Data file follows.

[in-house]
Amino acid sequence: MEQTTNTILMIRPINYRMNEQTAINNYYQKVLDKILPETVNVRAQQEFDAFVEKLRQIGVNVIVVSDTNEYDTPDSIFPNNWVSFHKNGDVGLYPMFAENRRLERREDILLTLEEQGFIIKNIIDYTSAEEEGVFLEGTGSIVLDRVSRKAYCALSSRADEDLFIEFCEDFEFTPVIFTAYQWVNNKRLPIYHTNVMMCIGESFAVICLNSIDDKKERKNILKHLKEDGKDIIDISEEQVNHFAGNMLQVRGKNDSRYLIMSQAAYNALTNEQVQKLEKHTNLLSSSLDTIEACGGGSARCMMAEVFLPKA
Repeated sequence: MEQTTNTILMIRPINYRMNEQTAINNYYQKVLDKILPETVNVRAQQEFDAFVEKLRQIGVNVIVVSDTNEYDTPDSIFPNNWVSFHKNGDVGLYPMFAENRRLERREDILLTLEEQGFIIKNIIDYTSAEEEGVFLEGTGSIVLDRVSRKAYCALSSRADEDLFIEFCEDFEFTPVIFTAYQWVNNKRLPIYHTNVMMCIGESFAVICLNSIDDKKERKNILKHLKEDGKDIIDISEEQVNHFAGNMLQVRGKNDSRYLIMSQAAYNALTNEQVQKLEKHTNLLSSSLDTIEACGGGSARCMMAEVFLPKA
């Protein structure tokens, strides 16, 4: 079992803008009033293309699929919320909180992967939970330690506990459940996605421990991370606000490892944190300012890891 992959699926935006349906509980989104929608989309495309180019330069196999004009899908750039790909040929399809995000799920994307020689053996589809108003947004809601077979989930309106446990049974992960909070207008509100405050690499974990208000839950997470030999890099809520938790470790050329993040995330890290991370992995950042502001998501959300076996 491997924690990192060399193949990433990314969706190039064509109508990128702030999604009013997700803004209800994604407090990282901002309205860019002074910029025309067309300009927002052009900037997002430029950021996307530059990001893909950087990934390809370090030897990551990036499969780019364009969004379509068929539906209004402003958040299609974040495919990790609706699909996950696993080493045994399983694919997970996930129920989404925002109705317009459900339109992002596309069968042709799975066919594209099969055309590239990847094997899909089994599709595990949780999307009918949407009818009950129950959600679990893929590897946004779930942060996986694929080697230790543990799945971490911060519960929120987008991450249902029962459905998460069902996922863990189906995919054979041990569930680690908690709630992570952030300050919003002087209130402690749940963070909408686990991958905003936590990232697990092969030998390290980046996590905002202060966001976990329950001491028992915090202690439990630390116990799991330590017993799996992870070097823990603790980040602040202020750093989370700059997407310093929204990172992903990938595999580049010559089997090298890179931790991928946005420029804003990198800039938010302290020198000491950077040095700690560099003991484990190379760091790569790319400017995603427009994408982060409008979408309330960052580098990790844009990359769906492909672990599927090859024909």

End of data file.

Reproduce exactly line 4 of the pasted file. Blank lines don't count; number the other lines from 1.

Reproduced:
């Protein structure tokens, strides 16, 4: 079992803008009033293309699929919320909180992967939970330690506990459940996605421990991370606000490892944190300012890891 992959699926935006349906509980989104929608989309495309180019330069196999004009899908750039790909040929399809995000799920994307020689053996589809108003947004809601077979989930309106446990049974992960909070207008509100405050690499974990208000839950997470030999890099809520938790470790050329993040995330890290991370992995950042502001998501959300076996 491997924690990192060399193949990433990314969706190039064509109508990128702030999604009013997700803004209800994604407090990282901002309205860019002074910029025309067309300009927002052009900037997002430029950021996307530059990001893909950087990934390809370090030897990551990036499969780019364009969004379509068929539906209004402003958040299609974040495919990790609706699909996950696993080493045994399983694919997970996930129920989404925002109705317009459900339109992002596309069968042709799975066919594209099969055309590239990847094997899909089994599709595990949780999307009918949407009818009950129950959600679990893929590897946004779930942060996986694929080697230790543990799945971490911060519960929120987008991450249902029962459905998460069902996922863990189906995919054979041990569930680690908690709630992570952030300050919003002087209130402690749940963070909408686990991958905003936590990232697990092969030998390290980046996590905002202060966001976990329950001491028992915090202690439990630390116990799991330590017993799996992870070097823990603790980040602040202020750093989370700059997407310093929204990172992903990938595999580049010559089997090298890179931790991928946005420029804003990198800039938010302290020198000491950077040095700690560099003991484990190379760091790569790319400017995603427009994408982060409008979408309330960052580098990790844009990359769906492909672990599927090859024909």